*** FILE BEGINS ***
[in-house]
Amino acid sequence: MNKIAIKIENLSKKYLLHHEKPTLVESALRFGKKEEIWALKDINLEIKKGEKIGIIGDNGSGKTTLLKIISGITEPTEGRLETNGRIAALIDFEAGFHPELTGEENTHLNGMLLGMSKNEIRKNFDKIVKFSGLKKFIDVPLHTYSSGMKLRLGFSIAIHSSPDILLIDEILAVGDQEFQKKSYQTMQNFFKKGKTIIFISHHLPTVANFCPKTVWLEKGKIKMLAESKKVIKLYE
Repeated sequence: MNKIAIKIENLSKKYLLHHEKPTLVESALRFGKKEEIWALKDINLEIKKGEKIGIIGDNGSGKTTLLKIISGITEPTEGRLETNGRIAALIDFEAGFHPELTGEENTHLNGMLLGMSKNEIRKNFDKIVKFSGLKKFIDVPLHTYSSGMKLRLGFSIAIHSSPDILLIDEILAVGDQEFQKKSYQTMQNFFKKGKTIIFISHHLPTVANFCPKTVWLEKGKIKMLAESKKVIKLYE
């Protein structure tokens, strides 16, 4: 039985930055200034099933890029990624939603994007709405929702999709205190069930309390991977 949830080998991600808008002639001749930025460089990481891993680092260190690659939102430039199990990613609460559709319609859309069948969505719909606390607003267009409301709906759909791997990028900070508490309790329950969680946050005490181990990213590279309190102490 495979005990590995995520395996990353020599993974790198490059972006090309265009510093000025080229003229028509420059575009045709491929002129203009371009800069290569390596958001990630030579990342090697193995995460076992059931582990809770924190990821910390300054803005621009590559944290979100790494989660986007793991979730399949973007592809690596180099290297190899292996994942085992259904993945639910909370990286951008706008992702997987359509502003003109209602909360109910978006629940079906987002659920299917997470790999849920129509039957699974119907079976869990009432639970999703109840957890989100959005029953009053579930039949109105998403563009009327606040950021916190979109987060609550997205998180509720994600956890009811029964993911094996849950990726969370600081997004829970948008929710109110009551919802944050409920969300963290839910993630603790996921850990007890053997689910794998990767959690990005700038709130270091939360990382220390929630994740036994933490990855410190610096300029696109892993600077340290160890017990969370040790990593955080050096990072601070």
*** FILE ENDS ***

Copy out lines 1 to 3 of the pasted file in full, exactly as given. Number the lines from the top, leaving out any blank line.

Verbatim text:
[in-house]
Amino acid sequence: MNKIAIKIENLSKKYLLHHEKPTLVESALRFGKKEEIWALKDINLEIKKGEKIGIIGDNGSGKTTLLKIISGITEPTEGRLETNGRIAALIDFEAGFHPELTGEENTHLNGMLLGMSKNEIRKNFDKIVKFSGLKKFIDVPLHTYSSGMKLRLGFSIAIHSSPDILLIDEILAVGDQEFQKKSYQTMQNFFKKGKTIIFISHHLPTVANFCPKTVWLEKGKIKMLAESKKVIKLYE
Repeated sequence: MNKIAIKIENLSKKYLLHHEKPTLVESALRFGKKEEIWALKDINLEIKKGEKIGIIGDNGSGKTTLLKIISGITEPTEGRLETNGRIAALIDFEAGFHPELTGEENTHLNGMLLGMSKNEIRKNFDKIVKFSGLKKFIDVPLHTYSSGMKLRLGFSIAIHSSPDILLIDEILAVGDQEFQKKSYQTMQNFFKKGKTIIFISHHLPTVANFCPKTVWLEKGKIKMLAESKKVIKLYE